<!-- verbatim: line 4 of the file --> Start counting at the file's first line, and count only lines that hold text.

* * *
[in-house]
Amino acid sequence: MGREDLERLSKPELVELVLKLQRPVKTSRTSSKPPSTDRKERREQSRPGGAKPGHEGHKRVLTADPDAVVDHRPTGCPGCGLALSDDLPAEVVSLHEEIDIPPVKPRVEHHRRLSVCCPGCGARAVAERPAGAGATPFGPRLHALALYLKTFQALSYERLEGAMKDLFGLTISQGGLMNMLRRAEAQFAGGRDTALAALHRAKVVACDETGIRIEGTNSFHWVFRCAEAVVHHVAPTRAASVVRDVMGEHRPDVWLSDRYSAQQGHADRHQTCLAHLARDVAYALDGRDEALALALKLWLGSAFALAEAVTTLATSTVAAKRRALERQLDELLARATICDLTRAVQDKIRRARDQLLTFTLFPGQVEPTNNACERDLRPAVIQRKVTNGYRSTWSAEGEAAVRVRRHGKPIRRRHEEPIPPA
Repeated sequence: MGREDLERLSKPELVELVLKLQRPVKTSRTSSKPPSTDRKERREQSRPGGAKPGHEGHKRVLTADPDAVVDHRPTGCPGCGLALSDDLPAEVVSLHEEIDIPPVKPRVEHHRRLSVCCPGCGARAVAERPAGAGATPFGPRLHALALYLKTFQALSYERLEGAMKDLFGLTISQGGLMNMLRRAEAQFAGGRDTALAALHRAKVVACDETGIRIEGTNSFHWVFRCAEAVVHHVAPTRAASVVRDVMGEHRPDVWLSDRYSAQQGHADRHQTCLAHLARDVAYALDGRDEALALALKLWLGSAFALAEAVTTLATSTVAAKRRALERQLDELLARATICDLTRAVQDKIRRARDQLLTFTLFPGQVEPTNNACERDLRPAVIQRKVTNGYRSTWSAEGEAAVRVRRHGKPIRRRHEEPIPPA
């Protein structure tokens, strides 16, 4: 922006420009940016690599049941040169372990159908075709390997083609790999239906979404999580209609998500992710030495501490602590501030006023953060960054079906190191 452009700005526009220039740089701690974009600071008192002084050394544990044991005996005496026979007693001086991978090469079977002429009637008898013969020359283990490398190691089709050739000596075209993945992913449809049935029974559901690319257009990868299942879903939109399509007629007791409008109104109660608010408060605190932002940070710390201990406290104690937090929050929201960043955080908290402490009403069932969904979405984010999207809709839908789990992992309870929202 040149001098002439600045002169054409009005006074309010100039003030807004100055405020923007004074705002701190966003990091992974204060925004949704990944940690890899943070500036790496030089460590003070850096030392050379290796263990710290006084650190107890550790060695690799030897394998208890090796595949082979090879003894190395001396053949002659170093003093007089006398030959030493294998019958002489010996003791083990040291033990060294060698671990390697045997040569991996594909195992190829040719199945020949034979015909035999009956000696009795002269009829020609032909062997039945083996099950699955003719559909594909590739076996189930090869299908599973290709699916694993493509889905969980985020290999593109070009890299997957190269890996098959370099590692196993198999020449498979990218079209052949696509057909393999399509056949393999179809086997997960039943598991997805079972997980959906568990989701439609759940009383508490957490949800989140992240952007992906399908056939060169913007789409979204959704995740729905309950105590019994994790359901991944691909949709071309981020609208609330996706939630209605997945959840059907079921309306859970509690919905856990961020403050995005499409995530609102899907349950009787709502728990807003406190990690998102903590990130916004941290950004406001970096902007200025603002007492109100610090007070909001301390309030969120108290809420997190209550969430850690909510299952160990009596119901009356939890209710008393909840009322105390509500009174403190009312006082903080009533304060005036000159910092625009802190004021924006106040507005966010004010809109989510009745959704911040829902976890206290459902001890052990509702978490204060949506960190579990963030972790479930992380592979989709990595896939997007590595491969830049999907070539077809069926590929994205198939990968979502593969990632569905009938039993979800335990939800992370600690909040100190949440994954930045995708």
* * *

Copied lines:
């Protein structure tokens, strides 16, 4: 922006420009940016690599049941040169372990159908075709390997083609790999239906979404999580209609998500992710030495501490602590501030006023953060960054079906190191 452009700005526009220039740089701690974009600071008192002084050394544990044991005996005496026979007693001086991978090469079977002429009637008898013969020359283990490398190691089709050739000596075209993945992913449809049935029974559901690319257009990868299942879903939109399509007629007791409008109104109660608010408060605190932002940070710390201990406290104690937090929050929201960043955080908290402490009403069932969904979405984010999207809709839908789990992992309870929202 040149001098002439600045002169054409009005006074309010100039003030807004100055405020923007004074705002701190966003990091992974204060925004949704990944940690890899943070500036790496030089460590003070850096030392050379290796263990710290006084650190107890550790060695690799030897394998208890090796595949082979090879003894190395001396053949002659170093003093007089006398030959030493294998019958002489010996003791083990040291033990060294060698671990390697045997040569991996594909195992190829040719199945020949034979015909035999009956000696009795002269009829020609032909062997039945083996099950699955003719559909594909590739076996189930090869299908599973290709699916694993493509889905969980985020290999593109070009890299997957190269890996098959370099590692196993198999020449498979990218079209052949696509057909393999399509056949393999179809086997997960039943598991997805079972997980959906568990989701439609759940009383508490957490949800989140992240952007992906399908056939060169913007789409979204959704995740729905309950105590019994994790359901991944691909949709071309981020609208609330996706939630209605997945959840059907079921309306859970509690919905856990961020403050995005499409995530609102899907349950009787709502728990807003406190990690998102903590990130916004941290950004406001970096902007200025603002007492109100610090007070909001301390309030969120108290809420997190209550969430850690909510299952160990009596119901009356939890209710008393909840009322105390509500009174403190009312006082903080009533304060005036000159910092625009802190004021924006106040507005966010004010809109989510009745959704911040829902976890206290459902001890052990509702978490204060949506960190579990963030972790479930992380592979989709990595896939997007590595491969830049999907070539077809069926590929994205198939990968979502593969990632569905009938039993979800335990939800992370600690909040100190949440994954930045995708």